The practice of headache medicine has evolved over time, and the use of peripheral nerve blocks has been gradually increasing among practitioners. Peripheral nerve blocks are generally safe, well-tolerated office-based procedures that can be performed for the acute treatment of numerous headache disorders. For reasons that are less clear, nerve blocks can have prolonged effects beyond the duration of the injected anesthetic, at times lasting weeks to months.1 As such, nerve blocks can also be used for preventive treatment.
Although peripheral nerve blocks target peripheral nerves, the duration of benefit in some cases suggests that these procedures likely also have effects on central pain–modulating structures. One study that supports the theory of peripheral nerve blocks causing central pain modulation demonstrated that after performing occipital nerve blocks in the setting of an acute migraine, migraine pain, brush allodynia in the trigeminal nerve distribution, and photophobia improved.2
In a survey study conducted by the American Headache Society, occipital neuralgia and chronic migraine were the most common indications for performing peripheral nerve blocks. Clinicians were more likely to perform nerve blocks if the patient had local tenderness in the region where the nerve block was performed.3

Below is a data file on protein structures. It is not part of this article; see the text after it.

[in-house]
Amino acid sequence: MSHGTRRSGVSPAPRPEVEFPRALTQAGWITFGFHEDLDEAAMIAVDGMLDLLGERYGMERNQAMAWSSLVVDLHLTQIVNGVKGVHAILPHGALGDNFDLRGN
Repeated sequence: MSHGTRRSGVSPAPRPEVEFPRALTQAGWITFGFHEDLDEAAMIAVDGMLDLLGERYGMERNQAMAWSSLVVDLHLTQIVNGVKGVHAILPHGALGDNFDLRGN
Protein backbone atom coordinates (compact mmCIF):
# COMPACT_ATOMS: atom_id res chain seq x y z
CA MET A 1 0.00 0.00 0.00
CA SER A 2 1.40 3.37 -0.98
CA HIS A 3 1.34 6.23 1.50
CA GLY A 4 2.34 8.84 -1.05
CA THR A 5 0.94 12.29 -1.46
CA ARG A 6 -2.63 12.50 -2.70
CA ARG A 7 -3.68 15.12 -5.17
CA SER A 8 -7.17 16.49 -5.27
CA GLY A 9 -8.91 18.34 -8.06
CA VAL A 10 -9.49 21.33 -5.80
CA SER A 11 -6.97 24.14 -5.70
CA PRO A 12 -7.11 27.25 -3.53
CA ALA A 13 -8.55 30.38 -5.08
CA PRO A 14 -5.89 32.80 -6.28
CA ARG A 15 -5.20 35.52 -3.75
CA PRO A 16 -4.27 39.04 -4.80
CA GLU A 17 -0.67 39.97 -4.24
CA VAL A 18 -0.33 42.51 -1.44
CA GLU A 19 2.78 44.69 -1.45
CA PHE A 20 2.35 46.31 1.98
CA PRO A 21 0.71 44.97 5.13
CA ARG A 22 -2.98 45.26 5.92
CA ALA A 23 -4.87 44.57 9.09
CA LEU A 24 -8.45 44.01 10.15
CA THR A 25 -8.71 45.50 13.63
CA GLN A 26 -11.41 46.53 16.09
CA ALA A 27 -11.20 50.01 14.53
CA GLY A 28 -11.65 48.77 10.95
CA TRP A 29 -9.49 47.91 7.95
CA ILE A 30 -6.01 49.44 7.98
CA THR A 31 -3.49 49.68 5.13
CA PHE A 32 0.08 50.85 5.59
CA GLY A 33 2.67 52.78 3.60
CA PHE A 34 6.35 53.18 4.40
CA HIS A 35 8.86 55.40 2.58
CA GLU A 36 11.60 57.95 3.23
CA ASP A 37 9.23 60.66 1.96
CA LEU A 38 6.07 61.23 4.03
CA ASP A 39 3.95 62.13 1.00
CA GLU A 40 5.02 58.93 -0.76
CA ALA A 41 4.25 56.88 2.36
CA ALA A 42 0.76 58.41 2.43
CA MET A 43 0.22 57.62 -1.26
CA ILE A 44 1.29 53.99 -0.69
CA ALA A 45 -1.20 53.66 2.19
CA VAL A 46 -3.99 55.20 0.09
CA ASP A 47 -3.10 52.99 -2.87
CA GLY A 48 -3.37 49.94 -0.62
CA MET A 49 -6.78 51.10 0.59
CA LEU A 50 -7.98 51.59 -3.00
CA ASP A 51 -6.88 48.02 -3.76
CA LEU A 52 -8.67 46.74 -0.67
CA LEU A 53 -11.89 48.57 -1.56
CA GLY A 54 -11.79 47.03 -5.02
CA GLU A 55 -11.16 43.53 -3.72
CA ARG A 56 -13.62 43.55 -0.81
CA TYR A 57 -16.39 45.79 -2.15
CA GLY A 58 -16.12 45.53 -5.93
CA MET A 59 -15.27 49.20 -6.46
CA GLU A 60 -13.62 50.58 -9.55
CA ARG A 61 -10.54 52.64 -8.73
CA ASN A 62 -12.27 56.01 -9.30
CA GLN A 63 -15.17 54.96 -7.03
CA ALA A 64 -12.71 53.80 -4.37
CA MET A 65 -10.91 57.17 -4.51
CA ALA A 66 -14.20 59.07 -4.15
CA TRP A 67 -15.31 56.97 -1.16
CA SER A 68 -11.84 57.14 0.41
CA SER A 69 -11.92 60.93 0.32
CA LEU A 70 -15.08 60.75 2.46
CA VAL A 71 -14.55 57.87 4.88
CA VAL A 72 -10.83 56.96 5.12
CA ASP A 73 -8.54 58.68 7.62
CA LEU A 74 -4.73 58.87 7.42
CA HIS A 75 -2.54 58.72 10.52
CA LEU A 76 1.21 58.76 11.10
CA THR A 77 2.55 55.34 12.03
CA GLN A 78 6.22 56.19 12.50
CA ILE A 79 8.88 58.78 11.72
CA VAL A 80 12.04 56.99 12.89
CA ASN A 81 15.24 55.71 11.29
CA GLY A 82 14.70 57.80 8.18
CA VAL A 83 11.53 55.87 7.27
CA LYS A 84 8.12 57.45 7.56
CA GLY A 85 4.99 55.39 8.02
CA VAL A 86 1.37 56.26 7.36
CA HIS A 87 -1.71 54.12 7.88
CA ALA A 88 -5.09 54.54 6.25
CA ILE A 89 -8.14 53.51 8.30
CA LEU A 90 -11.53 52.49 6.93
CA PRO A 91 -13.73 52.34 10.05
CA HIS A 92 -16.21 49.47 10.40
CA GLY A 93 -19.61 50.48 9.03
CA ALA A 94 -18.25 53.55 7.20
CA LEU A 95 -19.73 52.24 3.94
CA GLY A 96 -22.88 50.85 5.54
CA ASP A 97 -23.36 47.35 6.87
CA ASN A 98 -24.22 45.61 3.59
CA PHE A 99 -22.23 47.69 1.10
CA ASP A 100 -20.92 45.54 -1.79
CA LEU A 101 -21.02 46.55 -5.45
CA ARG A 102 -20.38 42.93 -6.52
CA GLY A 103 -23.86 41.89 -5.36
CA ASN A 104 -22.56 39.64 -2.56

The greater occipital nerve is the most commonly targeted nerve for peripheral nerve blockade. Some other common peripheral nerve block targets are the lesser occipital nerve, supratrochlear nerve, supraorbital nerve, and auriculotemporal nerve. Nerve blocks can be performed using various techniques, volumes, and drugs. Lidocaine and bupivacaine are the most commonly used anesthetics for these procedures.3 These anesthetics can be injected with or without steroids. The use of steroids in peripheral nerve blocks is controversial for different headache disorders, but some of the most compelling evidence for steroid use is for the treatment of both episodic and chronic cluster headaches.4 In addition to the use of anesthetic combined with steroid, one study demonstrated that betamethasone injections without anesthetic were more effective than placebo for the treatment of cluster headache.5 The use of anesthetic combined with steroids is usually preferred because this combination tends to generate a more rapid analgesic effect than steroids alone.
Steroids should be used with caution given the potential for Cushing's syndrome, glaucoma, cutaneous atrophy, and alopecia.6,7 Because of these possible complications, steroid use should be avoided in nerve blocks around face, especially given the risk of significant cosmetic disfigurement. These local cutaneous changes can have an additive effect when serial nerve blocks with steroids are performed within a relatively short time period. If repeat injections with steroids are indicated based a beneficial patient response, examination of the injection site should be performed before the procedure is repeated to look for signs of cutaneous atrophy and alopecia. If present, steroid use should be avoided. In clinical practice, steroids are typically used in nerve blocks no more frequently than once every three months.